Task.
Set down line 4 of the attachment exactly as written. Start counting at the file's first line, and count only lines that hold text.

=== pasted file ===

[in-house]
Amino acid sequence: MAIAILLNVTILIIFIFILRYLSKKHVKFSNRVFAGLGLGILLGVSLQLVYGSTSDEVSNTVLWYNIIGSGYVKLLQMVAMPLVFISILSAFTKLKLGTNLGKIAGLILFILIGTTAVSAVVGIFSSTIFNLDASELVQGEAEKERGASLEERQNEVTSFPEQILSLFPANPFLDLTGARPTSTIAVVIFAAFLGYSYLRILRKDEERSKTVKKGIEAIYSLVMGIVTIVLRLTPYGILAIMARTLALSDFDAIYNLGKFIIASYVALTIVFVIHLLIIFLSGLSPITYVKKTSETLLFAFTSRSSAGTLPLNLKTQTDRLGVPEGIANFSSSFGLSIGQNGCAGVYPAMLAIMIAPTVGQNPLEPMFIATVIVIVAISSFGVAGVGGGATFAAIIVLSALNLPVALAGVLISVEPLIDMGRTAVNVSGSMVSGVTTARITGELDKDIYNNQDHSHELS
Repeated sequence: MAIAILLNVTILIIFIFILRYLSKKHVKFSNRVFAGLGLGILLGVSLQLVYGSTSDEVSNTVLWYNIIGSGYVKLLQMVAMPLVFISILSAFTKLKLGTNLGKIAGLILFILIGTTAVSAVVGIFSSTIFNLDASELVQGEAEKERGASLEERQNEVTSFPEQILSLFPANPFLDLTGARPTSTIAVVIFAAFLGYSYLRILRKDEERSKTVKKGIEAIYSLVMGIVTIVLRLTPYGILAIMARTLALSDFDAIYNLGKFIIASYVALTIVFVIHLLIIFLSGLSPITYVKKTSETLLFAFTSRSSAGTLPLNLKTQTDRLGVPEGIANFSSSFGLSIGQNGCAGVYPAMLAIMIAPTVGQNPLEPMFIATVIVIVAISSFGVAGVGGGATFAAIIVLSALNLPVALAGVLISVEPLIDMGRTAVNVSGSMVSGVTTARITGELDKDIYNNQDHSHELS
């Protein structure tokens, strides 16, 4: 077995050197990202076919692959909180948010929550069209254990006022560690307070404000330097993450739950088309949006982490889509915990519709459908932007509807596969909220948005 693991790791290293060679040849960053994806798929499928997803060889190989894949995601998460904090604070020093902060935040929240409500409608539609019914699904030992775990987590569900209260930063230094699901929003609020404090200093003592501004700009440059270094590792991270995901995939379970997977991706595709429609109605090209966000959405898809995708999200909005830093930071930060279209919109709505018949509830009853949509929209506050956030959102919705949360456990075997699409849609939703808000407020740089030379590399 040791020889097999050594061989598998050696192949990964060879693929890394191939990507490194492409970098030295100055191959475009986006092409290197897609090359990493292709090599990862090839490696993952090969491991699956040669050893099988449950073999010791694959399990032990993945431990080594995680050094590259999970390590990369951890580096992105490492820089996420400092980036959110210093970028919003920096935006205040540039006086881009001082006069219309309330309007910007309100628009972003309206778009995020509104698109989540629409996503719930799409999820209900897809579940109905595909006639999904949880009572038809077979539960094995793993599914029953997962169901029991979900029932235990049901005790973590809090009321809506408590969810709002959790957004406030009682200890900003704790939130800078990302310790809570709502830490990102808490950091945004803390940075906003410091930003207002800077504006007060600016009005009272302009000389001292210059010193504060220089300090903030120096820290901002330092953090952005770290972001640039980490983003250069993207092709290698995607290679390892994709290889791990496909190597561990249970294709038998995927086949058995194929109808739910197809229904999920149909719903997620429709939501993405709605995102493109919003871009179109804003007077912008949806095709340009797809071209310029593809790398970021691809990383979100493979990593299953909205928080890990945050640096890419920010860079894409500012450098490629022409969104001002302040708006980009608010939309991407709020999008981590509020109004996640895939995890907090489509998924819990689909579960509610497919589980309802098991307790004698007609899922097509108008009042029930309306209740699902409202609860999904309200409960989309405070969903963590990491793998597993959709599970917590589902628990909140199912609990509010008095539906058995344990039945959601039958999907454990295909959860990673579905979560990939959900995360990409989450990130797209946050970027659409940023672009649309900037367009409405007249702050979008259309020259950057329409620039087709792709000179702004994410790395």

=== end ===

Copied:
């Protein structure tokens, strides 16, 4: 077995050197990202076919692959909180948010929550069209254990006022560690307070404000330097993450739950088309949006982490889509915990519709459908932007509807596969909220948005 693991790791290293060679040849960053994806798929499928997803060889190989894949995601998460904090604070020093902060935040929240409500409608539609019914699904030992775990987590569900209260930063230094699901929003609020404090200093003592501004700009440059270094590792991270995901995939379970997977991706595709429609109605090209966000959405898809995708999200909005830093930071930060279209919109709505018949509830009853949509929209506050956030959102919705949360456990075997699409849609939703808000407020740089030379590399 040791020889097999050594061989598998050696192949990964060879693929890394191939990507490194492409970098030295100055191959475009986006092409290197897609090359990493292709090599990862090839490696993952090969491991699956040669050893099988449950073999010791694959399990032990993945431990080594995680050094590259999970390590990369951890580096992105490492820089996420400092980036959110210093970028919003920096935006205040540039006086881009001082006069219309309330309007910007309100628009972003309206778009995020509104698109989540629409996503719930799409999820209900897809579940109905595909006639999904949880009572038809077979539960094995793993599914029953997962169901029991979900029932235990049901005790973590809090009321809506408590969810709002959790957004406030009682200890900003704790939130800078990302310790809570709502830490990102808490950091945004803390940075906003410091930003207002800077504006007060600016009005009272302009000389001292210059010193504060220089300090903030120096820290901002330092953090952005770290972001640039980490983003250069993207092709290698995607290679390892994709290889791990496909190597561990249970294709038998995927086949058995194929109808739910197809229904999920149909719903997620429709939501993405709605995102493109919003871009179109804003007077912008949806095709340009797809071209310029593809790398970021691809990383979100493979990593299953909205928080890990945050640096890419920010860079894409500012450098490629022409969104001002302040708006980009608010939309991407709020999008981590509020109004996640895939995890907090489509998924819990689909579960509610497919589980309802098991307790004698007609899922097509108008009042029930309306209740699902409202609860999904309200409960989309405070969903963590990491793998597993959709599970917590589902628990909140199912609990509010008095539906058995344990039945959601039958999907454990295909959860990673579905979560990939959900995360990409989450990130797209946050970027659409940023672009649309900037367009409405007249702050979008259309020259950057329409620039087709792709000179702004994410790395």